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East and Central African Journal of Surgery
Association of Surgeons of East Africa and College of Surgeons of East Central and Southern Africa
ISSN: 1024-297X EISSN: 2073-9990
Vol. 12, Num. 2, 2007, pp. 48-52

East and Central African Journal of Surgery, Vol. 12, No. 2, November/December 2006, pp. 48-52

Otorhinolaryngologic Emergencies In Nigeria, Sub-Saharan Africa: Implication for Training.

O.A. Lasisi1, Z.K. Imam2, A.A. Adeosun1
1Senior Lecturer/Consultant, 2Registrar Department of Otorhinolaryngology, College of Medicine, University of Ibadan -Ibadan, Nigeria
Correspondence To:
Dr. O A Lasisi, Email:

Code Number: js07039

Background: The anatomy and function of the ear, nose and throat (ENT) make pathologies potentially catastrophic. Reports on the epidemiology of otolaryngologic emergencies put the prevalence at between 30 and 80%. There are however very few studies from the developing countries. This study was aimed at determining the magnitude and spectrum of otolaryngologic emergencies in a teaching hospital in a developing country in sub-Saharan Africa..
Methods: This was a two year retrospective review done at the Department of Otorhinolaryngology in the University College Hospital, Ibadan, Nigeria. The clinical records of patients managed as emergencies between July 31, 2001 and 30 June, 2003, were reviewed and the biodata, diagnosis and treatment were extracted and analysed.
Results: Emergencies constituted 22% of the 2544 cases reviewed. The top five diagnoses were recurrent otitis media (24%), foreign bodies in the orifices (21.0%), head and neck trauma (20%), epistaxis (16%) and chronic sinusitis (8.8%). Children accounted for over 40% of the study population, although there was a peak in the third decade due to trauma. More than 80% of the cases were referred by general practice doctors. Only 41% of the cases were managed surgically, the rest required only conservative treatment.
Conclusion: The greater proportion of the cases referred as emergencies did not require surgical intervention and could have been managed conservatively by the referring doctors. It is recommended that the curriculum of otolaryngology posting for general practice trainees should be reviewed so as to increase the duration of exposure from the present one month. This will enable general practitioners to be more adept at instituting the conservative management of otolaryngologic emergencies.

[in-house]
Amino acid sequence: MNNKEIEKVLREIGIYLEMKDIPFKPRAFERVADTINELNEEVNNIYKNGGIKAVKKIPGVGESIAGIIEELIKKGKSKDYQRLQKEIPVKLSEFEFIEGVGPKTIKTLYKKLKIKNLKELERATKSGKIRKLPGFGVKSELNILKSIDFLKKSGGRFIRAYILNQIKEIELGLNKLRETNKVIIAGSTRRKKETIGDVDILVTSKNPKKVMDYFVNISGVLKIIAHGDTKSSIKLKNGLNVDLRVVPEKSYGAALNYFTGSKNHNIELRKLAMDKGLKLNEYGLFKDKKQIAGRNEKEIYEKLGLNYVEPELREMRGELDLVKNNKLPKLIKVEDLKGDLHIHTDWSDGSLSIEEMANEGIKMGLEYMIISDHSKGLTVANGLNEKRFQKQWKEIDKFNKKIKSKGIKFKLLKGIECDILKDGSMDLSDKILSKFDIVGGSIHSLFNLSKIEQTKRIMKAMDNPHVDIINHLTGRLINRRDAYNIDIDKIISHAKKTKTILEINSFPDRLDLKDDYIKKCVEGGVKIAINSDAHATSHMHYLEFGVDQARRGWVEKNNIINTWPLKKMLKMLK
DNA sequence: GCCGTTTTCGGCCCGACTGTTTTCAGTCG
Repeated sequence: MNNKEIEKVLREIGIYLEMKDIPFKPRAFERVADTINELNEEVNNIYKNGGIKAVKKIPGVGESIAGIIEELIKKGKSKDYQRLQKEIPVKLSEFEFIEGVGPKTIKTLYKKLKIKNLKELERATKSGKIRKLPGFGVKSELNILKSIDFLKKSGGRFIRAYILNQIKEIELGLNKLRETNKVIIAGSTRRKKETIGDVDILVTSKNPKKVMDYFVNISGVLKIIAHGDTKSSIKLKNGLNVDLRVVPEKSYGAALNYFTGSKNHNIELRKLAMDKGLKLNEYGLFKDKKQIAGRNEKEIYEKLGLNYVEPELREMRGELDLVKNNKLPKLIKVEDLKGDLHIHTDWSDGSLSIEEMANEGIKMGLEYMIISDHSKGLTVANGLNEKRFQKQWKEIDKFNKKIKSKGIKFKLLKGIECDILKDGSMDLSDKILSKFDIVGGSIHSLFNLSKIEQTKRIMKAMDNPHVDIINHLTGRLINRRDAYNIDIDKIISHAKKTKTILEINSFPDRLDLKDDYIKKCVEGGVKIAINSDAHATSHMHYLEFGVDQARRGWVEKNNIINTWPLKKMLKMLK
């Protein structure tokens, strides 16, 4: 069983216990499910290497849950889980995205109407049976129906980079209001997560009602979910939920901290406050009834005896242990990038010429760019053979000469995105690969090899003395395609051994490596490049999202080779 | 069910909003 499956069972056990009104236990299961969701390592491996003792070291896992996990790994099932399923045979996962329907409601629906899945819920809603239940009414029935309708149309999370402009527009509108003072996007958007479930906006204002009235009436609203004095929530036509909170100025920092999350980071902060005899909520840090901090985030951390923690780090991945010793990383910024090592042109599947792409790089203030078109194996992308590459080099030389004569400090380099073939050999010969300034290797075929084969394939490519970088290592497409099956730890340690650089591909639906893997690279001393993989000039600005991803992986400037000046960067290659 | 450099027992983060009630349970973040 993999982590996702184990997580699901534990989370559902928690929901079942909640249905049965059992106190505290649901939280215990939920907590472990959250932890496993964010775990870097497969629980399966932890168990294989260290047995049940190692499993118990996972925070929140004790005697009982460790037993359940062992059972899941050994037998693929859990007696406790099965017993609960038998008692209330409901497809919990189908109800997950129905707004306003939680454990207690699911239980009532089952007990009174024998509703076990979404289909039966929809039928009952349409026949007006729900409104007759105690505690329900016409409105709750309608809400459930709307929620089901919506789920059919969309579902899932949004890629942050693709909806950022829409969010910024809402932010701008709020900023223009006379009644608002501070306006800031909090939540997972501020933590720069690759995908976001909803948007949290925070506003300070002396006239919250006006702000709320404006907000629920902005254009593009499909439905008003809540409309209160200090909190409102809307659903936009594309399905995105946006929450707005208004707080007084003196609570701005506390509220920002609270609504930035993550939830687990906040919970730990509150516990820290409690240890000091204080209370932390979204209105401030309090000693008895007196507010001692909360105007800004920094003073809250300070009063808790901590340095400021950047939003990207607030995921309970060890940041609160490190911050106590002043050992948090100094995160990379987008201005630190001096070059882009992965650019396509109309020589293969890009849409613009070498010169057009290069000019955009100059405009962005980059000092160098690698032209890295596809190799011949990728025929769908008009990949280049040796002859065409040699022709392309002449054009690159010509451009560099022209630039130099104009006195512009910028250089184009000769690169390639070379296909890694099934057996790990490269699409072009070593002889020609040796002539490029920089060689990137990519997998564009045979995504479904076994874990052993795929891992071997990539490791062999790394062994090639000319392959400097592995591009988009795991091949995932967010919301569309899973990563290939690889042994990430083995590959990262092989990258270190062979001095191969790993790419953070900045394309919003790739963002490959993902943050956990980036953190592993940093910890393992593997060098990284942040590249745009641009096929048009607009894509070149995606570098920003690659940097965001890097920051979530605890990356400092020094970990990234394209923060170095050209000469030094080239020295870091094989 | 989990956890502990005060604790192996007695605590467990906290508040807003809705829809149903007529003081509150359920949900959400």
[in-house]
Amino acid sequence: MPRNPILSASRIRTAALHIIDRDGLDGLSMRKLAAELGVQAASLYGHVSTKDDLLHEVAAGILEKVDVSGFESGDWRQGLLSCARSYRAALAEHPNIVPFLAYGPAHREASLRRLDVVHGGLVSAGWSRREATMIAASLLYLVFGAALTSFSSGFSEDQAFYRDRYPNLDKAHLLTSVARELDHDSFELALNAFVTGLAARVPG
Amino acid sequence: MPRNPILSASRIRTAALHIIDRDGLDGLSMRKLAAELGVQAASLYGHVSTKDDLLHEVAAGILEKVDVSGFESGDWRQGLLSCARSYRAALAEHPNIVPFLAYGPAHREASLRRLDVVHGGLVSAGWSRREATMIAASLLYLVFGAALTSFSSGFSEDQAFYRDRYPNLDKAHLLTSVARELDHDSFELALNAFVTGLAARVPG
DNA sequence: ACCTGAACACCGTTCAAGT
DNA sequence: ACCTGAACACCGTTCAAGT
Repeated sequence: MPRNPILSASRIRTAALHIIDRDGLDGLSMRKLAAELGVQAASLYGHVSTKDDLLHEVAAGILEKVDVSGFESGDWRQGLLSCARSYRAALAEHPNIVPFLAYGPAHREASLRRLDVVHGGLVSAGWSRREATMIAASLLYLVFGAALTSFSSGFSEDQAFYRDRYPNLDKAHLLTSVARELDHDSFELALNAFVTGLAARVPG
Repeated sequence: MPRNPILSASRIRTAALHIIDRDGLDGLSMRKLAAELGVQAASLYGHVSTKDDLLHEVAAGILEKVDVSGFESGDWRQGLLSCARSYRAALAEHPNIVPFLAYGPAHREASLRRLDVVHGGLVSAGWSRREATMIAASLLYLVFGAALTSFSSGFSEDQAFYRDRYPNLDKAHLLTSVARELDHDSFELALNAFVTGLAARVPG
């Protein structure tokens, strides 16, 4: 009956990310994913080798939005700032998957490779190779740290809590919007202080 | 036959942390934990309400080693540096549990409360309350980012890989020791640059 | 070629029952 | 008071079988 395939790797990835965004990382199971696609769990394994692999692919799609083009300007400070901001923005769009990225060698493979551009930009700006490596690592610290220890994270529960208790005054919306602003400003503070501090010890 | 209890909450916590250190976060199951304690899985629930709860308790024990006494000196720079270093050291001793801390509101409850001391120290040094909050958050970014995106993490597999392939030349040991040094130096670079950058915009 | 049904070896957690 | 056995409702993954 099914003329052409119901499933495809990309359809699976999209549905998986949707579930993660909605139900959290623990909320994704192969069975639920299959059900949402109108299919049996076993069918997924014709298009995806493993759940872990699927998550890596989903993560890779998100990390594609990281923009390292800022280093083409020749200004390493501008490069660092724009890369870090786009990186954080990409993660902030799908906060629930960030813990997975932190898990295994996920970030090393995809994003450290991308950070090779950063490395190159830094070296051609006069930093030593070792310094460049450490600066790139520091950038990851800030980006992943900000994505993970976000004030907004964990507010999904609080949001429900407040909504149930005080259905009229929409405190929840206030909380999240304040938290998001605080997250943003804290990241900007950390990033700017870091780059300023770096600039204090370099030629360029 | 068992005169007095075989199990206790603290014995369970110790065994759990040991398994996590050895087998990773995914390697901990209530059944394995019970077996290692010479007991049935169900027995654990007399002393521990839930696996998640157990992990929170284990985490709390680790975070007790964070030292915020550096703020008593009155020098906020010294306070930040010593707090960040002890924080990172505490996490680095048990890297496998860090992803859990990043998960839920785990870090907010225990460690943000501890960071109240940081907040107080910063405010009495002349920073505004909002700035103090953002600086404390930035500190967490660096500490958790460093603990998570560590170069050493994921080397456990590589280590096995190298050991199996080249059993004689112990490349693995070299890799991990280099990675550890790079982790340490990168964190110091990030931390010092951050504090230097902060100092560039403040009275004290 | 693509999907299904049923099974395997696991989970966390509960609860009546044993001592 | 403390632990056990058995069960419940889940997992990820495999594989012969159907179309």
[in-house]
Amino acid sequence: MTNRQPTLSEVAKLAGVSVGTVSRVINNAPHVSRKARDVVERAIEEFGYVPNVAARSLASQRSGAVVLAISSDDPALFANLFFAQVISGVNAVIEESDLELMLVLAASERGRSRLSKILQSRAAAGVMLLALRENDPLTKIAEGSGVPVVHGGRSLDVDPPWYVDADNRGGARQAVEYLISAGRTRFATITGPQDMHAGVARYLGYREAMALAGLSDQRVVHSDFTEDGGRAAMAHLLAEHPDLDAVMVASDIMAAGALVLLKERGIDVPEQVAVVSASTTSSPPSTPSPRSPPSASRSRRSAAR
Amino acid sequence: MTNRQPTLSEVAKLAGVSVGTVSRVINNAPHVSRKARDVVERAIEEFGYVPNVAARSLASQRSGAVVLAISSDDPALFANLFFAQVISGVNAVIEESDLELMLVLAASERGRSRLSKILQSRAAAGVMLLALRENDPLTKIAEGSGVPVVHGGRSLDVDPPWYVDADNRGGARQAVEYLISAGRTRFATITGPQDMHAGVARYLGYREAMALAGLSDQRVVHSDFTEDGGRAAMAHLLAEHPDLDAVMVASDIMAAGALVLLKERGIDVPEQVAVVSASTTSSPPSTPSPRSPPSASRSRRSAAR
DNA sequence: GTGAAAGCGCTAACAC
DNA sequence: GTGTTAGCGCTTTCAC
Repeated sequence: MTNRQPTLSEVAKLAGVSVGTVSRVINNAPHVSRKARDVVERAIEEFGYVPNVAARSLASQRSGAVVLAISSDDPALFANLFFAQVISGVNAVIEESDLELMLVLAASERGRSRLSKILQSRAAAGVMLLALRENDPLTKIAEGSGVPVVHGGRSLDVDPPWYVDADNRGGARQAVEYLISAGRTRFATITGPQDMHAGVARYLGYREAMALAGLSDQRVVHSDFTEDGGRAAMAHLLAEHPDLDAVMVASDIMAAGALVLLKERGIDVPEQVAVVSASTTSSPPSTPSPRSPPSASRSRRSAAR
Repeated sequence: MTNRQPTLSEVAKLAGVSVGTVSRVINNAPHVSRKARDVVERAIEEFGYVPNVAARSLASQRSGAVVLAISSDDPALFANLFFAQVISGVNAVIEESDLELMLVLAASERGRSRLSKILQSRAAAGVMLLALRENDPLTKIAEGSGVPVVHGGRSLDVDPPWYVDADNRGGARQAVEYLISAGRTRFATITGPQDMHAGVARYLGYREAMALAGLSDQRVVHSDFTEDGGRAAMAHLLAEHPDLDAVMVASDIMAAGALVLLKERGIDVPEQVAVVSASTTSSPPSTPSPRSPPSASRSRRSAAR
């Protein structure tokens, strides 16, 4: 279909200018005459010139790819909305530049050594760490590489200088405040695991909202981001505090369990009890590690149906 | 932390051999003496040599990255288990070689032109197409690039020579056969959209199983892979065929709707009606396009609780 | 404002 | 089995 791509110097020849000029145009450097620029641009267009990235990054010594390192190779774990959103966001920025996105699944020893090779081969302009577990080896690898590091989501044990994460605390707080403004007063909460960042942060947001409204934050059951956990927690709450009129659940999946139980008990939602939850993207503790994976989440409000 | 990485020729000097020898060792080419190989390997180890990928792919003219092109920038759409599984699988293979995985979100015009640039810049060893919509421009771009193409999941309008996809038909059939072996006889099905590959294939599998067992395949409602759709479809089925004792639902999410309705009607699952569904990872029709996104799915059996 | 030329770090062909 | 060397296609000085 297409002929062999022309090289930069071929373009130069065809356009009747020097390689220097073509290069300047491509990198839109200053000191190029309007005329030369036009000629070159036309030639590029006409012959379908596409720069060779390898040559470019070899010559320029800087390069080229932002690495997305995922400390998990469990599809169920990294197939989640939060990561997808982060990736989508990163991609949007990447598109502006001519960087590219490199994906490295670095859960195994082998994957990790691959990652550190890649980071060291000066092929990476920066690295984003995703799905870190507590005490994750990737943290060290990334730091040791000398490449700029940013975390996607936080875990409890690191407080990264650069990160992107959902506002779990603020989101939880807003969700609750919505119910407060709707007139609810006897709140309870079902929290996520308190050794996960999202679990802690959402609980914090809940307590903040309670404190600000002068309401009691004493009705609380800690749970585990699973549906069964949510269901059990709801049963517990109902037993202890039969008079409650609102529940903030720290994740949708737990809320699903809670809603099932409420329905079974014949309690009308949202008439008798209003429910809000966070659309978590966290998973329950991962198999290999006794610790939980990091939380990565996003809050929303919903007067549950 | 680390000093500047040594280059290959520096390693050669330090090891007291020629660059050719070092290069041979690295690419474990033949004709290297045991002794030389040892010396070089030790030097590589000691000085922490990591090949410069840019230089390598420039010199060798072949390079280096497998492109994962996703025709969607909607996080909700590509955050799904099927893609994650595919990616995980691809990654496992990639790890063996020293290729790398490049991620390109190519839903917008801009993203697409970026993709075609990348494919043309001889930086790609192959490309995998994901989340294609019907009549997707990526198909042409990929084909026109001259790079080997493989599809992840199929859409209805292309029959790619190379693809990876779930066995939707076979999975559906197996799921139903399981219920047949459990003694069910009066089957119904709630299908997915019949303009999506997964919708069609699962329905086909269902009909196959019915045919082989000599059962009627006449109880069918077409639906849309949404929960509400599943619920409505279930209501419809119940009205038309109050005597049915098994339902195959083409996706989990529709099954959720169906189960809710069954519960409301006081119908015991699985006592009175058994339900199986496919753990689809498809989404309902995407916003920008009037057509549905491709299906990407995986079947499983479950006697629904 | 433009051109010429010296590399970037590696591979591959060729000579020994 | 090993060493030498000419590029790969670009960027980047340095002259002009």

The proximity to the brain and presence of the airway in the region of the ear, nose and throat makes pathologic processes potentially catastrophic. Swift recognition and prompt institution of management becomes crucial to successful outcome. In the United state, otorhinolaryngologic emergencies are reported to represent between 30% and 80% of presentations seen by emergency department physicians1,2. There have been few reports on the epidemiology of otolaryngologic emergencies especially in the developing countries, despite their apparent increasing tendency. We report the epidemiology and management of the emergencies and discuss the implication for medical curriculum in Nigeria.

Patients and Methods

This was a retrospective study of the total number of ENT cases referred during call - duty hours or managed as emergency cases between July 2001 and 30th June 2003 inclusive. The clinical records were reviewed and the biodata, diagnosis and treatment were extracted. We included all the cases of vital emergencies needing immediate intervention to save life and urgent cases needing intervention for control of pain, bleeding and drainage of abscesses. The data was analysed using Microsoft excel, and the results are presented in pictorial forms.


The emergency cases accounted for 554 (21.8%) of 2,544 patients seen in the Otorhinolaryngology Department in the period under study. Of these, 316 (57%) were males and 238 (43%) were females. Their ages ranged between 4 months and 80 years with peak in the third decade. The paediatric age group (0- 14years) constituted 237(42.8%) of the cases (Figure 1). General practitioners referred 459 (83%) of the cases and 95 (17%) were referred by Paediatricians. Recurrent otitis media accounted for 134 (24%) cases, followed by foreign bodies in the orifices in 119 (21%) of cases. Head and neck trauma accounted for 111 (20%), epistaxis for 88 (16%) and chronic rhinosinusitis for 29 (5%) of the cases case. The findings are summarized in Table 1.

Conservative management was offered in 324 (58.5%%) of the patients. Surgical procedures required included removal of foreign body from the ear in 72 (13%), tracheostomy in 61 (11.0%), rhinoscopy and nasal packing in 28 (5.1%) and rigid oesophagoscopy in 20 (3.6%) of the cases. These results are summarized in Table 2.